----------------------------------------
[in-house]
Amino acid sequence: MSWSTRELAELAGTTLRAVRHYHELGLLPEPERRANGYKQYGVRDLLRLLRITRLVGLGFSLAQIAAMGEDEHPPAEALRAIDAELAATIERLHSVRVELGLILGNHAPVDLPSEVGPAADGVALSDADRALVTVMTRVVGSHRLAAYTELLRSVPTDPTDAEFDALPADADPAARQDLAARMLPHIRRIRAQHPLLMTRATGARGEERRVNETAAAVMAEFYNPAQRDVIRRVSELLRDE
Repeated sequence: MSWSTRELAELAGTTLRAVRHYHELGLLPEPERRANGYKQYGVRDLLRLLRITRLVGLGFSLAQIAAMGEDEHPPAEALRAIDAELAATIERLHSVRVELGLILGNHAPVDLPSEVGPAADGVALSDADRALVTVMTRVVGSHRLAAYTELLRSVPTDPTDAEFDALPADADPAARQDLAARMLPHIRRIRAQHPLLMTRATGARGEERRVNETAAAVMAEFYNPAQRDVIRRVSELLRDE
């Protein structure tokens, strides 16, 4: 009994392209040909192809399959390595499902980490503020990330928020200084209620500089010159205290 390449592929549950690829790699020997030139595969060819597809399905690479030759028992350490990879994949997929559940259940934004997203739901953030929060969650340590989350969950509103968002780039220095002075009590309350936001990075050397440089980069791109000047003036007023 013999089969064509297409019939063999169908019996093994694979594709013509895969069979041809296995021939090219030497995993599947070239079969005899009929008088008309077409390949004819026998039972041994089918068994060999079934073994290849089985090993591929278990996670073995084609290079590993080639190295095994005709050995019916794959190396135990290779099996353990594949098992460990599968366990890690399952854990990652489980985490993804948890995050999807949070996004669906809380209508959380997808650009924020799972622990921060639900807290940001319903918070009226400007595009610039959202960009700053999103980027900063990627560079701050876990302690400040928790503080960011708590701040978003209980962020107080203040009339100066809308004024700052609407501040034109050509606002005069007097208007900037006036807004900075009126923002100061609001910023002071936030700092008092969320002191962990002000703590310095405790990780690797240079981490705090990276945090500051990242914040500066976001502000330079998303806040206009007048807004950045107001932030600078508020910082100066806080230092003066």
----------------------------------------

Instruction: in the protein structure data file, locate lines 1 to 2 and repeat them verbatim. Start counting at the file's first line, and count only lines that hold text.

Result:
[in-house]
Amino acid sequence: MSWSTRELAELAGTTLRAVRHYHELGLLPEPERRANGYKQYGVRDLLRLLRITRLVGLGFSLAQIAAMGEDEHPPAEALRAIDAELAATIERLHSVRVELGLILGNHAPVDLPSEVGPAADGVALSDADRALVTVMTRVVGSHRLAAYTELLRSVPTDPTDAEFDALPADADPAARQDLAARMLPHIRRIRAQHPLLMTRATGARGEERRVNETAAAVMAEFYNPAQRDVIRRVSELLRDE